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Stratford Racecourse: Leading From The Front

Stratford Racecourse: Leading From The Front

While it may best be known for its association with William Shakespeare, Stratford-upon-Avon is home to a sports venue with more than a little drama at its heart.

Looking to add a bit of theatre to its F&B offer, the catering arm of the NEC Group, Amadeus, secured a five-year contract with Stratford Racecourse in early 2018 to provide exclusive catering services on both race days and non-race days.

Taking on all retail and hospitality catering at fixtured race events as well as with providing conference and banqueting catering for non-race events, Amadeus was tasked to mobilise in the space of four weeks to transform the outdated and tired catering facilities available and improve return to the client.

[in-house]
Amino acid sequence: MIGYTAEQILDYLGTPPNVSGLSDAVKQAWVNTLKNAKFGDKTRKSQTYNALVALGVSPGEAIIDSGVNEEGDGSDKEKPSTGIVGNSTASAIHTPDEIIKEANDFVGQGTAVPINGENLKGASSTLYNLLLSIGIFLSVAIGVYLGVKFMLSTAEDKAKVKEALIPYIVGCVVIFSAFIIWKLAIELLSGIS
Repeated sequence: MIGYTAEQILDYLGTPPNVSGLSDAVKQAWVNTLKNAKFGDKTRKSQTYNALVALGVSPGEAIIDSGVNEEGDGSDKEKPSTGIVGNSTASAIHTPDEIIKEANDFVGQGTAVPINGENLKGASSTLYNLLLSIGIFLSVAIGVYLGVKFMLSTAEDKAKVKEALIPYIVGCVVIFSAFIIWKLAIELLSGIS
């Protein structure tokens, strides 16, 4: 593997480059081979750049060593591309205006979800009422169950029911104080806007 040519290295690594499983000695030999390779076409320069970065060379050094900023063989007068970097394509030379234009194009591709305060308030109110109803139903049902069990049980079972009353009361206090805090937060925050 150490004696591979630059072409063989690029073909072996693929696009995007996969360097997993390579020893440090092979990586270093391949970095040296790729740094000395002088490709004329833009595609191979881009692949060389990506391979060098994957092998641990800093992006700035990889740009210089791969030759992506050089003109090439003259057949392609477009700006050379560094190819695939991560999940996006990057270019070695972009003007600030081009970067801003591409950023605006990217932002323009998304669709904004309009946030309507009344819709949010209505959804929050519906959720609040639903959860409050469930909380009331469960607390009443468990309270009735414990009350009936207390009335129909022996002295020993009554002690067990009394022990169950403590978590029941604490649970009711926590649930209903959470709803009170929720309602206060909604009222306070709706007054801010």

Amadeus gave Stratford Racecourse’s catering facilities a distinct identity through branding. A combination of Amadeus’ own retail catering concepts, such as the MADE handmade deli, and product-sponsored concepts was rolled out at the venue.

“After being awarded the contract at Stratford Racecourse, the team set about enhancing the F&B offer through sponsorship partnerships, introducing well-known high street brands and developing the premium product offering,” says Samantha Bates, general manager, events, for Amadeus.

“Today visitors to the racecourse will find bespoke bars delivered through sponsorship partnerships with trusted, high-quality brands such as Sadler’s Ales, Stowford Press and Laurent Perrier.
The food offering ranges from grab-and-go street-food vendors to plated restaurants – serving either pre-booked or walk-up customers. The premium offering is delivered at the Gallery Restaurant, overlooking the racecourse, with menu concepts created by executive chef for events Darren Proud.